What Mauricio Pochettino's Appointment Means for Southampton and the EPL
Nigel Adkins' dismissal has surprised the majority of English football. Southampton have lost just two of their previous 12 matches, are unbeaten in five and had recorded a remarkable comeback at Stamford Bridge on Wednesday.
With that in mind, his sacking seems strange, especially considering he had led the club to back-to-back promotions from League One too.
But what is done is done, and the incoming manager—Mauricio Pochettino—will provide plenty for Southampton and Premier League fans alike to talk about.
Sacked from Espanyol in November with the Barcelona-based side bottom of La Liga and having only won twice in their 13 league matches, the 40-year-old is actually a far better coach than that would suggest.
Capped 20 times for Argentina, Pochettino took to the task of managing Los Pericos in early 2009 and for the best part of three years was considered one of—if not the—brightest young manager in Spain. As recently as March, 2012 he was being strongly linked with the Valencia job.
It is the Pochettino of the beginning and for the most part of his stay at Espanyol that can be expected when he begins his full-time role at St Marys. The reason that can be said with a hint of confidence, is that Southampton will offer him the financial flexibility that was ill-afforded to him at Cornella-el Prat.
Forced to lose players such as Alvaro Vazquez and Javi Marquez to tighten a struggling financial ship, Luke Shaw's recent contract renewal is a sign that Pochettino will be working with a squad with whom he has no immediate concerns of bigger clubs swallowing up his talented youngsters—and Southampton have history in producing many.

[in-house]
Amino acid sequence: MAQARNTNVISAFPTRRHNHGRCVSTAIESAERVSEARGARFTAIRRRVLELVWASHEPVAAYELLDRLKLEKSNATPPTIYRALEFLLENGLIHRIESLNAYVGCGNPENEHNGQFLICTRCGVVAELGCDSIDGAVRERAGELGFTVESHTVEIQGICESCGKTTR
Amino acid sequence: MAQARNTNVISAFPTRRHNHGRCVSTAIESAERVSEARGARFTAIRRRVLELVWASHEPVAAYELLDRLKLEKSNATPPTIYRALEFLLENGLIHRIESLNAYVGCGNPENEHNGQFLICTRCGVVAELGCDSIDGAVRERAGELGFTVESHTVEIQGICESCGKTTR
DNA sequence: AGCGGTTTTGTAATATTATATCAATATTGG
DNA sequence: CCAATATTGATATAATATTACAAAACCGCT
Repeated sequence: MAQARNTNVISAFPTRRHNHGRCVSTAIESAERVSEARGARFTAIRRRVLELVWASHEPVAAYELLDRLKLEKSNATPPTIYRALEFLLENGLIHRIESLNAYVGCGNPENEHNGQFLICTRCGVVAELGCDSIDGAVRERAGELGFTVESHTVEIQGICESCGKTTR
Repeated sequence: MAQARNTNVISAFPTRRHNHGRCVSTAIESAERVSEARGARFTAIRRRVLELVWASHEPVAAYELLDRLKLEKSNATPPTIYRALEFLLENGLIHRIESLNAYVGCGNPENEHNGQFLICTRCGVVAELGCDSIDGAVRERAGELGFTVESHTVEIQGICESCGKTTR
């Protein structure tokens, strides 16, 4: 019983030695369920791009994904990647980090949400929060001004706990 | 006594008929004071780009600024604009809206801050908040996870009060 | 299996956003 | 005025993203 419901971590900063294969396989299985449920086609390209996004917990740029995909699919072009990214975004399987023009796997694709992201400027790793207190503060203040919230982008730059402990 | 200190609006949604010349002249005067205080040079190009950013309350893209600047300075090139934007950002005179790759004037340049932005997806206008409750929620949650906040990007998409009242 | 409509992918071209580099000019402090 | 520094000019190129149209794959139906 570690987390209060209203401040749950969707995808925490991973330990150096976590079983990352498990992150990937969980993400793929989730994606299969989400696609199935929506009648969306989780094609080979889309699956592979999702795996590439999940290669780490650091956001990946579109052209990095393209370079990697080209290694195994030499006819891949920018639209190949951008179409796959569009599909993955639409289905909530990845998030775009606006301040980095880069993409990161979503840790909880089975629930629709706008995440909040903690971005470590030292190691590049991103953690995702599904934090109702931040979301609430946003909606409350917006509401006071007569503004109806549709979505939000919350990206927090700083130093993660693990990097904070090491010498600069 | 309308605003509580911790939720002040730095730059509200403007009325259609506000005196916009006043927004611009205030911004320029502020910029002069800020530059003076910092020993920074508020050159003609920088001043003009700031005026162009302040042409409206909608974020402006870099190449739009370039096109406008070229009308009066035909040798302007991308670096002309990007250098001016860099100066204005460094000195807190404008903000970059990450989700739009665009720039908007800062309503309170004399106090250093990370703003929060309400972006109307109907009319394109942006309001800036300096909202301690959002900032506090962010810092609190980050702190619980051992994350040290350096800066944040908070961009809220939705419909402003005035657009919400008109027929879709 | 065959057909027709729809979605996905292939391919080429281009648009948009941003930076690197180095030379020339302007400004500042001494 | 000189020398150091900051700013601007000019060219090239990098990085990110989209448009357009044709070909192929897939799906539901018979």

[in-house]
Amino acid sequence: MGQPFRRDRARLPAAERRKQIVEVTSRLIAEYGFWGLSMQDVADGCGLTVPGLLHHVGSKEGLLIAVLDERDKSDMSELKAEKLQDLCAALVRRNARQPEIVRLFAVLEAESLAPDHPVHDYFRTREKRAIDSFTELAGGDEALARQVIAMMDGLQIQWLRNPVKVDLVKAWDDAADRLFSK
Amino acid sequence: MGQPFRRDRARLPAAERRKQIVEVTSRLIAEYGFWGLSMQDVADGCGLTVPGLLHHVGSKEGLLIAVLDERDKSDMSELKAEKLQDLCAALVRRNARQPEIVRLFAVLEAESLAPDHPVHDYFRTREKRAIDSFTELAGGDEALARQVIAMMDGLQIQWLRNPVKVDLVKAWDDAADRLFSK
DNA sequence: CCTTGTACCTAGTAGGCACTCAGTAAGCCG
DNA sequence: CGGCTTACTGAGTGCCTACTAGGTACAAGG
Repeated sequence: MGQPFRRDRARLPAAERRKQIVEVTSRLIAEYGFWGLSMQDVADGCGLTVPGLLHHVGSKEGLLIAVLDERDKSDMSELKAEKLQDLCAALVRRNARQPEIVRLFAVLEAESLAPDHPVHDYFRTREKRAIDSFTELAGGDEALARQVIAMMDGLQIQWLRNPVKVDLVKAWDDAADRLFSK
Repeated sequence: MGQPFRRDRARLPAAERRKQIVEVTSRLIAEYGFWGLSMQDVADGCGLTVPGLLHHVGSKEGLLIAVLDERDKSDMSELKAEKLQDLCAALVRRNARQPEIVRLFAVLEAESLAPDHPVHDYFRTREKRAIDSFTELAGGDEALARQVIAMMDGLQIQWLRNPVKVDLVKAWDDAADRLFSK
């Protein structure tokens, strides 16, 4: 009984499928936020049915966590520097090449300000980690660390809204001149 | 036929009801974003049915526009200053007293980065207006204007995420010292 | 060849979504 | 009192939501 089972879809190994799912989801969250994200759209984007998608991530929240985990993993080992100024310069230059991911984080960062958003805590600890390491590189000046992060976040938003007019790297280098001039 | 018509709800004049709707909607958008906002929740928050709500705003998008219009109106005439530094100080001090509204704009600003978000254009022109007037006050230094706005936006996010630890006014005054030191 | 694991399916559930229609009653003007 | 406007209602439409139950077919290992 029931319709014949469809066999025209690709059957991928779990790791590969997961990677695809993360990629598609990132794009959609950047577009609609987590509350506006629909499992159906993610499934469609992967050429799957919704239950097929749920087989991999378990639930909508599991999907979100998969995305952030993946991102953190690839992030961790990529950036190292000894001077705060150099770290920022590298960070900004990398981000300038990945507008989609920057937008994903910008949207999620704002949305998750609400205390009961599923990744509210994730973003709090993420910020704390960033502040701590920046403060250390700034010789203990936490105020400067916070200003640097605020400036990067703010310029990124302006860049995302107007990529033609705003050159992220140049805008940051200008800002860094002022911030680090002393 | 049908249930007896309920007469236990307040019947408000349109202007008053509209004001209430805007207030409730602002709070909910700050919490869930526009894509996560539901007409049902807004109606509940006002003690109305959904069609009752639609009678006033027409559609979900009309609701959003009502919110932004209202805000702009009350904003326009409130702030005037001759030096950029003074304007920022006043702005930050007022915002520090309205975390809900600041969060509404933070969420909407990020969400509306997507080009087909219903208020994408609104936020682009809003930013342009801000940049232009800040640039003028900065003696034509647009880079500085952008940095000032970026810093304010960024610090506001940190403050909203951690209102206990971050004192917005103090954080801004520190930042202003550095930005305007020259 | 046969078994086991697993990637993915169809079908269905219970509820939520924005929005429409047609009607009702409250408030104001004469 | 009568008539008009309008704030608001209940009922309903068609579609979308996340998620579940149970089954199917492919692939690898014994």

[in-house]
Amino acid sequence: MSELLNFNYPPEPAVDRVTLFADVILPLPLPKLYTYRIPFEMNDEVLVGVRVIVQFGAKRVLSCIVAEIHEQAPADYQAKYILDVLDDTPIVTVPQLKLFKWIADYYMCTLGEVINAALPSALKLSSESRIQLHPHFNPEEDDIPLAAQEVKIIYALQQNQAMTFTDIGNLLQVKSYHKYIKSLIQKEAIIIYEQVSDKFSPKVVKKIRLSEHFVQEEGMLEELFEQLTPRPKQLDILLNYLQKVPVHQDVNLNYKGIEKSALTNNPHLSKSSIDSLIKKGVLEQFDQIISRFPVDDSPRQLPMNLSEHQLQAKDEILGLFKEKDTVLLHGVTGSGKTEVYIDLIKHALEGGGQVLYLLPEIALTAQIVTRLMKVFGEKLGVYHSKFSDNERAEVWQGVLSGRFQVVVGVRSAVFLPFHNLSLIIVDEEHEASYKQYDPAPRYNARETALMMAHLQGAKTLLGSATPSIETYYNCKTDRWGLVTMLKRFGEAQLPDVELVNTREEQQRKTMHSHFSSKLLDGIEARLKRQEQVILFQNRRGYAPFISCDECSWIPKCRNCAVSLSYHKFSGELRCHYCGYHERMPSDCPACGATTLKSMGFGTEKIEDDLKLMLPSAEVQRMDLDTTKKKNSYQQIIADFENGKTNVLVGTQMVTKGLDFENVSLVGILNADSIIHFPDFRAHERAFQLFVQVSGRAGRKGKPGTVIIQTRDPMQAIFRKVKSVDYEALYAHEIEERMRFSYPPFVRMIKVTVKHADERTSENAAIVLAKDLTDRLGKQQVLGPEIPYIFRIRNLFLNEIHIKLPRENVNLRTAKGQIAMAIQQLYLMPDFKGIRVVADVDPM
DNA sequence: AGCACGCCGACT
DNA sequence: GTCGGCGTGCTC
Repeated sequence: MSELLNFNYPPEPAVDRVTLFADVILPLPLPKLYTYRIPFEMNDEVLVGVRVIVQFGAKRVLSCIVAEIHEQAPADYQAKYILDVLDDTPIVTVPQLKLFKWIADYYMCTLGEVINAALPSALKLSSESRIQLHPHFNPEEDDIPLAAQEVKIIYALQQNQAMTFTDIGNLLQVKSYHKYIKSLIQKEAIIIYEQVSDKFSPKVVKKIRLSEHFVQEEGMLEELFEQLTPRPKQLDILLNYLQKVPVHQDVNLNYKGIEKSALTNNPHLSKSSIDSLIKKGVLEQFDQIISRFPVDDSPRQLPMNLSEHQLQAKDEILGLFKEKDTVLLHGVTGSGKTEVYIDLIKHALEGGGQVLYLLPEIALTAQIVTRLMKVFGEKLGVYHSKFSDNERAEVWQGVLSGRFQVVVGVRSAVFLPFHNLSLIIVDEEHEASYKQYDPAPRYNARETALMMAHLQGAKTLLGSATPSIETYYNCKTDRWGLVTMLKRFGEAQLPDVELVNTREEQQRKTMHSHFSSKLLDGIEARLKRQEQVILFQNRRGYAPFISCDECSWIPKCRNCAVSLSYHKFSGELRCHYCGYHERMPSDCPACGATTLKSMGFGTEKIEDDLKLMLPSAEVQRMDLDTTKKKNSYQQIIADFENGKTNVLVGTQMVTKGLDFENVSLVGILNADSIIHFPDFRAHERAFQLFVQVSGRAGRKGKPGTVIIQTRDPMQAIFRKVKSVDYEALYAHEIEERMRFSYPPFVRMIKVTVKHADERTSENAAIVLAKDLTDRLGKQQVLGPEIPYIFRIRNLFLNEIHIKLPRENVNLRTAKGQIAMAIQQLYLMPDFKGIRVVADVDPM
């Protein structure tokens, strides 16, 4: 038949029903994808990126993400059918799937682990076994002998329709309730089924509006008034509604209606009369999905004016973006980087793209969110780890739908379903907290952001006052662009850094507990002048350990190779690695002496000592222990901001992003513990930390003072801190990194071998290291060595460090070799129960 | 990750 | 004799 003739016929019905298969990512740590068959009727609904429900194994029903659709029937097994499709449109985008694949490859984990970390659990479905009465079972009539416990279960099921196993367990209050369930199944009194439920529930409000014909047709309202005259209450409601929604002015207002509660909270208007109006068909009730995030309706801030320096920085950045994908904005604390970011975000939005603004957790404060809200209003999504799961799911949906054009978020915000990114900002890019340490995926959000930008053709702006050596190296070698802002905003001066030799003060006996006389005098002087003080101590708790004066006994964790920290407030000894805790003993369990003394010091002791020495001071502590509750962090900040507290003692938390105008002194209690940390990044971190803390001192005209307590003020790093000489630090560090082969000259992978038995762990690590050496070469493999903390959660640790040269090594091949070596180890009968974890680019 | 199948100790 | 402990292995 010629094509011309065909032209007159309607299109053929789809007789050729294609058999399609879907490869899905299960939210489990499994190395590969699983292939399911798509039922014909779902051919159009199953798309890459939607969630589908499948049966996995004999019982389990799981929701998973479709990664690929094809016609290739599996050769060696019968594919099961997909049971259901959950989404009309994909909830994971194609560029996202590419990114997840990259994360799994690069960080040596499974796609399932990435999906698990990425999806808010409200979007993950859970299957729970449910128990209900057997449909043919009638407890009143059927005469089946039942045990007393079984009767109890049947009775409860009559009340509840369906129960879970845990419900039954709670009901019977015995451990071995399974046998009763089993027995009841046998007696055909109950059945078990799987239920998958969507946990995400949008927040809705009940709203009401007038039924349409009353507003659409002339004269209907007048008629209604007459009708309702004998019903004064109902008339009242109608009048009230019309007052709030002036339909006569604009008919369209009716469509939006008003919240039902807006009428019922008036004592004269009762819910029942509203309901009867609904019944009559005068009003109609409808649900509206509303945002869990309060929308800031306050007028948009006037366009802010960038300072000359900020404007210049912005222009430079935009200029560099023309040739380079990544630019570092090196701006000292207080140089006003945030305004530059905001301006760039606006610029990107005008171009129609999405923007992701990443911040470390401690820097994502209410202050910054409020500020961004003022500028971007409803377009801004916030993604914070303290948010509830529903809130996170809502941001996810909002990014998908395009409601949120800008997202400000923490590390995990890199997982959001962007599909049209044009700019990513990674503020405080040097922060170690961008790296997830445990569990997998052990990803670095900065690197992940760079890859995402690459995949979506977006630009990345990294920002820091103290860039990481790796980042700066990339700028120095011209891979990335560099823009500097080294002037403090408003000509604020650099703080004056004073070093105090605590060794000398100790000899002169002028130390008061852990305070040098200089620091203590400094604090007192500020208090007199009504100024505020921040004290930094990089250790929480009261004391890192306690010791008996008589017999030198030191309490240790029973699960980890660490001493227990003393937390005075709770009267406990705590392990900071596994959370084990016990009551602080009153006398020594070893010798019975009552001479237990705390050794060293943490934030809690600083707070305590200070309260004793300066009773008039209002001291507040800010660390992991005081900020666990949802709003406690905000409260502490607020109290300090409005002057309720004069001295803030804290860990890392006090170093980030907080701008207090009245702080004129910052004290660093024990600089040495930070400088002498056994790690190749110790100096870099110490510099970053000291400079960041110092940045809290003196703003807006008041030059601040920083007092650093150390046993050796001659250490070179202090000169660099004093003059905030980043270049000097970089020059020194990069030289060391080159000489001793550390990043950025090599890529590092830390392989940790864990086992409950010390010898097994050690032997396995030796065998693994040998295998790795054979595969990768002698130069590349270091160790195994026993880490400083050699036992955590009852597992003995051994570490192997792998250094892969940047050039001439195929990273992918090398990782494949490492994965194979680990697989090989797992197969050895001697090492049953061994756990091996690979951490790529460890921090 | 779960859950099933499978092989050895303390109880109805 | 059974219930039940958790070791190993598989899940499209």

Pochettino's words upon his appointment have already hinted at his delight at joining a project which offers him a more stable platform:
"There is a clear vision to take the club to a new era of sustained success in the Premier League, and beyond, which I’m delighted to be part of.”
What Southampton and The Premier League can expect from him is an aggressive side, that pushes high up the pitch—as many teams in Spain do at the moment. He also tends to keep his sides very organised, something which should be beneficial to any side.
You can possibly expect to see him on his iPhone too. At Espanyol he had a system in place where he could order up replays almost instantly on his phone, ready to use during half-time team talks.
He will keep the players on their toes too, he's not afraid to make decision based on loyalties aside from the pitch. At Espanyol, he was known to be good friends with Raul Tamudo, yet that didn't prevent him stripping him of the captaincy and eventually showing him the door. Tamudo was worshipped at Espanyol for years, but Pochettino knew his time was up.
Though not quite insisting on the style of Barcelona or last season's Athletic Bilbao, Pochettino does, when possible, like to play the ball from the back but this doesn't dictate his image. He manages based on what works best as opposed to being completely complicit with one style.
Nigel Adkins' departure may have come as something of a surprise, but Southampton have appointed a young coach, with largely good credentials and with a point to prove following his dismissal from Espanyol.
It could prove a good mix.
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